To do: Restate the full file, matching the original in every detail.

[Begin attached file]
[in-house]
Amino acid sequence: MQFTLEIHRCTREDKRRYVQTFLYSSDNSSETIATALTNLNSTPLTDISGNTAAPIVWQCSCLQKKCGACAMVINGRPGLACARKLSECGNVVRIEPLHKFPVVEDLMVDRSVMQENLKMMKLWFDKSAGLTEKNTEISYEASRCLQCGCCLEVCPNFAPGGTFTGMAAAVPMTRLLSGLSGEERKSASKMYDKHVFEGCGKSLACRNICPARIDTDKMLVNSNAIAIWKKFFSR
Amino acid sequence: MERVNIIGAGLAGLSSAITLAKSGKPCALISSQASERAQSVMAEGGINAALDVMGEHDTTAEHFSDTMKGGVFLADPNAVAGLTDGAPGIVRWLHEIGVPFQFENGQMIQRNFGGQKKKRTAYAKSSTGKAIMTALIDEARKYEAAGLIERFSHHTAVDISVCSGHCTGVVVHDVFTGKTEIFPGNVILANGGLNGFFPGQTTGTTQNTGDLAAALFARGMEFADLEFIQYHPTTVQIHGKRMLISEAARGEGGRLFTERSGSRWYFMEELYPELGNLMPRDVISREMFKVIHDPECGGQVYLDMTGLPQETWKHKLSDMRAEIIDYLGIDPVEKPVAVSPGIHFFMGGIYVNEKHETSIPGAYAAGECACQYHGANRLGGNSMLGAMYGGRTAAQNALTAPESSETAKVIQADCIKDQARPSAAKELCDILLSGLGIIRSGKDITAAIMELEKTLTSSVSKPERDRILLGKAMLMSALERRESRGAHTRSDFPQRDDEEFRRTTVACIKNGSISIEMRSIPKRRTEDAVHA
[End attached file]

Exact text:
[in-house]
Amino acid sequence: MQFTLEIHRCTREDKRRYVQTFLYSSDNSSETIATALTNLNSTPLTDISGNTAAPIVWQCSCLQKKCGACAMVINGRPGLACARKLSECGNVVRIEPLHKFPVVEDLMVDRSVMQENLKMMKLWFDKSAGLTEKNTEISYEASRCLQCGCCLEVCPNFAPGGTFTGMAAAVPMTRLLSGLSGEERKSASKMYDKHVFEGCGKSLACRNICPARIDTDKMLVNSNAIAIWKKFFSR
Amino acid sequence: MERVNIIGAGLAGLSSAITLAKSGKPCALISSQASERAQSVMAEGGINAALDVMGEHDTTAEHFSDTMKGGVFLADPNAVAGLTDGAPGIVRWLHEIGVPFQFENGQMIQRNFGGQKKKRTAYAKSSTGKAIMTALIDEARKYEAAGLIERFSHHTAVDISVCSGHCTGVVVHDVFTGKTEIFPGNVILANGGLNGFFPGQTTGTTQNTGDLAAALFARGMEFADLEFIQYHPTTVQIHGKRMLISEAARGEGGRLFTERSGSRWYFMEELYPELGNLMPRDVISREMFKVIHDPECGGQVYLDMTGLPQETWKHKLSDMRAEIIDYLGIDPVEKPVAVSPGIHFFMGGIYVNEKHETSIPGAYAAGECACQYHGANRLGGNSMLGAMYGGRTAAQNALTAPESSETAKVIQADCIKDQARPSAAKELCDILLSGLGIIRSGKDITAAIMELEKTLTSSVSKPERDRILLGKAMLMSALERRESRGAHTRSDFPQRDDEEFRRTTVACIKNGSISIEMRSIPKRRTEDAVHA